Media

HBO Recycles the Incubator Hoax

Live From Baghdad claims to tell the true story of reporters on the frontline. But the film presents fabricated stories of Iraqi brutality as fact.
Remember the phony story about the Kuwaiti woman who testified in 1990 that Iraqi soldiers were throwing Kuwaiti babies out of incubators? It was later exposed as a public relations fabrication -- but now it's back on HBO.

"Live From Baghdad," made by HBO, purports to tell how CNN covered the 1991 Gulf war. It is based on a memoir by Robert Wiener, then a CNN field producer, who wrote the script with three others. Airing Dec. 7, this "fiction" based on "fact" propagates the famous Kuwaiti government incubator hoax. As the United States stands at the brink of war with Iraq, such fabrications may invite other, more dangerous hoaxes.

Midway through the movie, an actor playing CNN anchor Bernard Shaw informs viewers that "more allegations of Iraqi brutality emerged today as Kuwaiti refugees testified before a congressional committee." He segues to a tearful young woman declaring, "They took the babies out of the incubators, took the incubators and left the babies to die on the cold floor!" It is a real clip of the 15-year-old Kuwaiti, identified at the time as Nayirah "to protect her from reprisals," who in August 1990 said those words to an ersatz "congressional committee" operating out of Hill and Knowlton headquarters.

The intrepid CNN crew (featuring Michael Keaton as Wiener and Helena Bonham Carter as his associate producer, Ingrid Formanek) goes off to Kuwait with their Iraqi handler to investigate. They manage to interview one hospital director who nervously asserts, "All the incubators are here and none of our babies are missing."

CNN correspondent: You are aware of the allegations, doctor?

Doctor: I have heard these stories.

Formanek (sotto voce): He's scared.

Wiener (sotto voce): Yeah, this is bad.

Doctor: I can tell you, nothing has happened at this hospital (pause) that I know.

CNN: But in other hospitals?

Doctor: I cannot tell about other hospitals.

Iraqi handler: Finish! Finish! We go now!

Formanek: To the other hospitals?

Handler: No, back to Baghdad!

Wiener: Hey, hey, that was part of the deal!

Handler: Not this story.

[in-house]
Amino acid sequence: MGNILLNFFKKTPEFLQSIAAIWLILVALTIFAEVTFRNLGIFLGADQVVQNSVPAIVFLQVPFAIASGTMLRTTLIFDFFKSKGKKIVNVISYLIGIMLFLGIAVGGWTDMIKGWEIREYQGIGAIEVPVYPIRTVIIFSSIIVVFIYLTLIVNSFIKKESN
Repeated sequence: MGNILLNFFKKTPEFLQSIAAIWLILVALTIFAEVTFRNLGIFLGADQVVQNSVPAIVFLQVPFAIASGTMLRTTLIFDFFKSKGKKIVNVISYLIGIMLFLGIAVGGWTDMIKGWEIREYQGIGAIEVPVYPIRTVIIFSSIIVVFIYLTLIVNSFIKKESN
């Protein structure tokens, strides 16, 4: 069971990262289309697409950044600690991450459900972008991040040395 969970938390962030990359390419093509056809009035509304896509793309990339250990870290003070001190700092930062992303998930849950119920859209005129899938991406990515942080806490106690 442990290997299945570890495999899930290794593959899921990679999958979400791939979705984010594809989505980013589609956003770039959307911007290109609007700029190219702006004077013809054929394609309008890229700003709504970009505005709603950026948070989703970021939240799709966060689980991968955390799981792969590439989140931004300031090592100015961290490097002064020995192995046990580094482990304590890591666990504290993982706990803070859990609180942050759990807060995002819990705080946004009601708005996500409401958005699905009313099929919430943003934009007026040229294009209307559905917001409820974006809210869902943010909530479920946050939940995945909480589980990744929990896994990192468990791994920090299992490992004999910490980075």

The implication is that the Iraqis are hiding the unspeakable crime that occurred in hospitals the reporters couldn't see. Except that it didn't. The incubator story was a fabrication, first invented for the London Daily Telegraph by an exiled Kuwaiti housing minister, picked up by Reuters, and then propagated by the international PR firm Hill and Knowlton, which received $10.7 million from the Kuwaiti government for this and other services.

The October 1990 hearing was held by California Democrat Tom Lantos and Illinois Republican John Porter, co-chairs of the self-styled "Human Rights Foundation," lodged in Hill and Knowlton's Washington, D.C., office. Craig Fuller, chief of staff for George Bush when he was vice-president, ran the PR firm. Nayirah was coached by the firm's vice-president, Lauri Fitz-Pegado, who later got a job in the Clinton Commerce Department.

The story was repeated by the Americans to the U.N. Security Council and by President George Bush in a January 1991 speech before he ordered the bombing of Iraq.

The incubator tale was a lie from start to finish -- exposed after the war by ABC's John Martin and denounced by the respected rights group Middle East Watch as "a complete hoax." Nayirah was a member of the Kuwaiti Royal Family, daughter of Kuwait's Ambassador to Washington.

A recent "Live From Baghdad" screening, sponsored by HBO and the Council on Foreign Relations, included a panel discussion. Present were: Wiener; moderator Garrick Utley (formerly with NBC, now with CNN); Deborah Amos, correspondent with ABC News; Tom Johnson, former president of CNN; and Eason Jordan, chief news executive at CNN. None of the eminent journalists mentioned the incubator story.

At question time, two people in the audience shot up their hands to ask why the film had perpetrated the phony incubator story. Jordan evaded the first question by relating how Saddam Hussein had ordered a Kuwaiti oppositionist cut up in pieces. A follow-up query pointed out that Jordan hadn't answered the question, and that the film perpetuated rather than corrected the phony incubator story. The film ends with text over the close telling what happened to some of the characters; surely, it was suggested, the film could easily run lines telling the truth about the hoax.

Some on the panel agreed that was a good idea, but Jordan of CNN explained that they had nothing to do with the movie. (He might easily phone the suggestion to HBO, which, like CNN, is a Time-Warner company.) Wiener, the ex-CNN producer who co-authored the script, said nothing.

A few days after the screening, Wiener was interviewed on CNN and, disputing that the network had promoted Iraqi propaganda, pointed out the trip to investigate the incubator charge. He admitted that the incubator allegations "turned out to be false" because those accusations were made by the daughter of the Kuwaiti minister of information and were never proven. "That was my regret in one instance," he said.

He didn't regret it enough to tell the truth in the film.
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